Maxine was a much harder task for Craig, for she was a Puppeteer of sorts too. She is pretty much every guy’s absolute nightmare girl—the kind that gives you no encouragement, is impressed by absolutely nothing but enthralls you so much that every villainous move makes you more and more eager to please. She genuinely seems to enjoy abusing Craig, but only as long as it doesn’t necessitate too much effort, because she doesn’t really even care enough about Craig to get that much pleasure out of his misery—she’s satisfied enough if she can mock his confessions of love on the way back from getting coffee in the morning.
She oozes self-confidence, is so sure of her ‘self’ that she has no real concern for anyone else—other than for what she can get out of them. She propels everything forward in a magnificently hands-off fashion, letting the obsessions of those around her carry her on a wave of success that could have lasted forever…if she hadn’t fallen in love with Lotte. Indeed, it is Maxine who first has the bright and very immoral idea of making a business out of John Malkovich.
After her first experience of being Malkovich, her interest doesn’t lie in being someone else; she’s happy being Maxine. Still, she quickly realises she can exploit other people’s desire to escape themselves. Queues line up thick and fast with people more than willing to pay $200 to have just 15 minutes of fame via Malkovich.
Erroll: Can I be anyone I want?
Maxine: You can be John Malkovich.
Erroll: Well that’s perfect. My second choice. Ah, this is wonderful. Too good to be true! You see, I’m a sad man. Sad and fat and alone. Oh, I’ve tried all the diets, my friends. Lived for a year on nothing but imitation mayonnaise. Did it work? You be the judge. But Malkovich! King of New York! Man about town! Most eligible bachelor! Bon Vivant! The Schopenhauer of the 20th century! Thin man extraordinaire!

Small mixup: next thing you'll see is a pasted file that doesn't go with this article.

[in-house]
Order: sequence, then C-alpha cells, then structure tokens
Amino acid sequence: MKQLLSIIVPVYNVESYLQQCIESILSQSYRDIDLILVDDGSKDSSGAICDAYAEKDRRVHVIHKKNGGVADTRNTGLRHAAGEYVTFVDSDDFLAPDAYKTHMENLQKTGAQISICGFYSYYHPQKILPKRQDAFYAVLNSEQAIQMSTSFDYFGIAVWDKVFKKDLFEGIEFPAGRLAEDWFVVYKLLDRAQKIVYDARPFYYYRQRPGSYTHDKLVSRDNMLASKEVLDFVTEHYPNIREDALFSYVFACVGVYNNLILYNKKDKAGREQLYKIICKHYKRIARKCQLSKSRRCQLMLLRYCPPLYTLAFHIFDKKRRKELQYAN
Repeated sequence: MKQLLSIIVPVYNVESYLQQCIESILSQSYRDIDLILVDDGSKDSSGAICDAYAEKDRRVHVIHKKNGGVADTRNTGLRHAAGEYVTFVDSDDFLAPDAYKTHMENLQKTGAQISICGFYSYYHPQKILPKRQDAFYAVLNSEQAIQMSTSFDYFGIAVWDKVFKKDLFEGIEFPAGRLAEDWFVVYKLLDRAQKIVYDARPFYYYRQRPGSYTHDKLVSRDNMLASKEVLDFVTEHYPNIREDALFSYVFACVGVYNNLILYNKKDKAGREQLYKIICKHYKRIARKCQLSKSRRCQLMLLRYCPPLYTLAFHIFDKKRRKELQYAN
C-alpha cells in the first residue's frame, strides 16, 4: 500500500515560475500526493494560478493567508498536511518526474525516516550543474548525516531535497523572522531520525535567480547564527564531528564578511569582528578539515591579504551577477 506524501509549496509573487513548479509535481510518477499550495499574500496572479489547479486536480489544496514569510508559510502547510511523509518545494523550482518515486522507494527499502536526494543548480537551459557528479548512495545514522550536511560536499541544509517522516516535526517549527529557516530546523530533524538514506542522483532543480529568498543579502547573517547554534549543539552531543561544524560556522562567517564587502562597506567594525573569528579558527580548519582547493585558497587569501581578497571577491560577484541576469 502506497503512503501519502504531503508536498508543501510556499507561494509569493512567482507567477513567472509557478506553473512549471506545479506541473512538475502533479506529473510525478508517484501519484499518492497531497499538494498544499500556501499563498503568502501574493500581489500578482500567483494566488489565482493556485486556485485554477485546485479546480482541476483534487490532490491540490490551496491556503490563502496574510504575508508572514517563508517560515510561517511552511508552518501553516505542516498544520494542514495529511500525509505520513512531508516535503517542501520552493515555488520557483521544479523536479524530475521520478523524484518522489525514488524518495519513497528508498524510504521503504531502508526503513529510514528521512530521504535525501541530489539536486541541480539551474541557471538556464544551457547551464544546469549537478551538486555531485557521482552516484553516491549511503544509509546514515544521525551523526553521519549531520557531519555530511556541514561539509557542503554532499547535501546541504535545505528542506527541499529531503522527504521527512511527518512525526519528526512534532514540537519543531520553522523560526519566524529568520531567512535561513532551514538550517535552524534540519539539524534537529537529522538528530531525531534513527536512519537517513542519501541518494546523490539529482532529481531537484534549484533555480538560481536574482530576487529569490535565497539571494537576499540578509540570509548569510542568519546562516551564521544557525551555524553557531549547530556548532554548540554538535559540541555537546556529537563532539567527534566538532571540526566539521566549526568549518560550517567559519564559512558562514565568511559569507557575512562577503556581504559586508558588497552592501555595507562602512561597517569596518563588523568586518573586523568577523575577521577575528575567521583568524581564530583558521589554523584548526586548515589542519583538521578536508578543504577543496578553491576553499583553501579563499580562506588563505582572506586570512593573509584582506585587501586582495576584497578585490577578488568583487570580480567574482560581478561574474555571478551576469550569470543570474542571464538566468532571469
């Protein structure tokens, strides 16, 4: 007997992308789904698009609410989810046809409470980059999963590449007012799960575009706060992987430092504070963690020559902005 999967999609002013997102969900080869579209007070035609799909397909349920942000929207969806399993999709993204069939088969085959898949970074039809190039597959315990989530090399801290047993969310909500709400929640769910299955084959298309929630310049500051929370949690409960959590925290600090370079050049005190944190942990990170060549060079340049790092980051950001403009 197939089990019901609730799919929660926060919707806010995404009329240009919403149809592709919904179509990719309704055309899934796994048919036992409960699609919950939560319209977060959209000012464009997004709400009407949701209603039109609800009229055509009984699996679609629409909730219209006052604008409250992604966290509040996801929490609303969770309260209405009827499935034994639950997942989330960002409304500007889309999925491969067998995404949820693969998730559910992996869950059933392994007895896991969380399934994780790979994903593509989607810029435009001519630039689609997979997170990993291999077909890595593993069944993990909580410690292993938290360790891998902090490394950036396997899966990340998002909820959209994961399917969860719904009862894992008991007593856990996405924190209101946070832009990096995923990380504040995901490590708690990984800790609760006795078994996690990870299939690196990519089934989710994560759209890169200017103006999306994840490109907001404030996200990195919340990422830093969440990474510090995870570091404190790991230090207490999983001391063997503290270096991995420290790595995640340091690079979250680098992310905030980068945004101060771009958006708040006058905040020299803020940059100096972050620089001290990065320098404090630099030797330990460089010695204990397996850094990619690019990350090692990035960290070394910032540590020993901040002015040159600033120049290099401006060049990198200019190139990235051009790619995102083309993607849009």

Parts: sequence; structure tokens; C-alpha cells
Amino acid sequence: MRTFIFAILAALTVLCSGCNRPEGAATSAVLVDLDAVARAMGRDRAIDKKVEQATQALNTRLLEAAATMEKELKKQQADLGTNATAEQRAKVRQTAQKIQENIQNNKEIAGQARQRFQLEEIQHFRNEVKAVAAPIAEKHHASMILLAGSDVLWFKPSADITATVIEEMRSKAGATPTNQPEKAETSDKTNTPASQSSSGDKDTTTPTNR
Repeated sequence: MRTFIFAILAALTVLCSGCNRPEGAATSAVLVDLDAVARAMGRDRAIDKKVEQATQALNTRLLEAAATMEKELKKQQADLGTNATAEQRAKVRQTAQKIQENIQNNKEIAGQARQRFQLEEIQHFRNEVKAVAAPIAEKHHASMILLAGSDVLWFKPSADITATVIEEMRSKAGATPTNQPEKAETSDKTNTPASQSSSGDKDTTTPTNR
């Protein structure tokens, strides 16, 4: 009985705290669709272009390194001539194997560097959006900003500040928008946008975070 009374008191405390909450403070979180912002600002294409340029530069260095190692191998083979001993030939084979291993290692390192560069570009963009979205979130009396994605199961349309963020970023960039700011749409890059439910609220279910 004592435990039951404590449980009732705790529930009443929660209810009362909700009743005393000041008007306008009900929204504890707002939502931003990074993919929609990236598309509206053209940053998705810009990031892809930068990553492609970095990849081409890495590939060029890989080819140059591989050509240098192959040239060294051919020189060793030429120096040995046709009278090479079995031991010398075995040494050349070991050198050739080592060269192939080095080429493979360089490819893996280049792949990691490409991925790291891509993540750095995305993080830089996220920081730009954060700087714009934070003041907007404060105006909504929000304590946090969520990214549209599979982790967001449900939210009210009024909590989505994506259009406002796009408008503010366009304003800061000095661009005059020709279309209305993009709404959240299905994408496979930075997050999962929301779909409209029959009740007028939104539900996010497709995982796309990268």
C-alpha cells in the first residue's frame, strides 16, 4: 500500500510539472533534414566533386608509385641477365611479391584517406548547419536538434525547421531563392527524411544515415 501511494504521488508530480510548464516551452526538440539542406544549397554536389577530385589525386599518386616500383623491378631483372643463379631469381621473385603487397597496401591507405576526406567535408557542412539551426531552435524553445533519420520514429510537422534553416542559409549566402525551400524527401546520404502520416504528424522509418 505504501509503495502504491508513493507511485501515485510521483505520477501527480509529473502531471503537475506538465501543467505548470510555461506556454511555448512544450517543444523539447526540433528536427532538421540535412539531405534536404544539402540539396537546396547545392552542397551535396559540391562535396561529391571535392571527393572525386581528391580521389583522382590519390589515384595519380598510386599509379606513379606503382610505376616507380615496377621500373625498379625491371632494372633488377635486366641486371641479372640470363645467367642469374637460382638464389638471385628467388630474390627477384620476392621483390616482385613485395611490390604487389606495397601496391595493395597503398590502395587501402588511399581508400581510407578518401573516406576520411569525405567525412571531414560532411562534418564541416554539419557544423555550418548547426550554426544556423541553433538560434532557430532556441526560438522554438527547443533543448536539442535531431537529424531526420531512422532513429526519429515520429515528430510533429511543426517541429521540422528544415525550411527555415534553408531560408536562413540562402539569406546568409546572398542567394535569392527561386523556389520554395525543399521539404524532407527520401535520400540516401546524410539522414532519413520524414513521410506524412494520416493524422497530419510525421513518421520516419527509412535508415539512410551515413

However, there are unexpected consequences for Maxine. Little did she imagine that she’d fall in love with Lotte while Lotte was taking a ride in Malkovich’s consciousness. Despite Maxine’s feelings for her, greed wins out. While Lotte is locked up, Craig jumps into John Malkovich, and using his puppetry skills, learns to stay in his head indefinitely, controlling his moves. He tricks Maxine into sex with him by letting her believe that Lotte is in control when they are together.
With the help of Elijah the chimp (who despite being emotionally stunted, has more humanity than most of the people in this story), Lotte escapes the cage and tracks down Maxine. Lotte then tells her the truth of what Craig has done. Maxine is initially annoyed but brushes it off as she enjoyed the sex. Flash forward several months, and she’s even married to Craig (through Malkovich) now and carrying his child. It appears she has benefitted the most from this bizarre opportunity, but that’s not the reality. She is desperately unhappy in the relationship.
Maxine joins a plot with Lotte and Mr Lester (the boss of Lester Corp. who is entirely aware of the portal into Malkovich’s head) and his many friends, to fake her kidnapping. They call Craig and threaten to kill her if he does not leave Malkovich. Lotte loses hope and attempts to kill Maxine, but they fall through the portal and into Malkovich’s shame-ridden subconscious. Both are ejected at the New Jersey turnpike, where Maxine reveals that the baby she’s carrying was conceived when Lotte was inside Malkovich’s body, and she kept the child because it is “theirs”. The revelation cements their love for each other.
Craig believes he loves Maxine enough that in an attempt to save her, he does leave Malkovich’s body. But upon the heartbreaking (for him) realisation that she does not love him and wants to be with Lotte, he decides to dive right back in, not knowing that the portal no longer leads to Malkovich. Consequently, Craig has to leave Malkovich’ s body, but without returning to his own. Since he has denounced his own ‘self ‘, he is condemned to live a life in the search for a reflection that would be suitable for him. In the final scene of the movie, Craig is trapped inside the mind and body of a little girl, Emily—the daughter of both of his wives. His rejection of his original ‘Ideal-Ego’ resulted in an endless pursuit of other ‘Ideal-Egos’. Leaving him imprisoned in a child who won’t look away from her doting mothers and forcing Craig to watch the two women in his life live happily ever after without him.
John Malkovich Being John Malkovich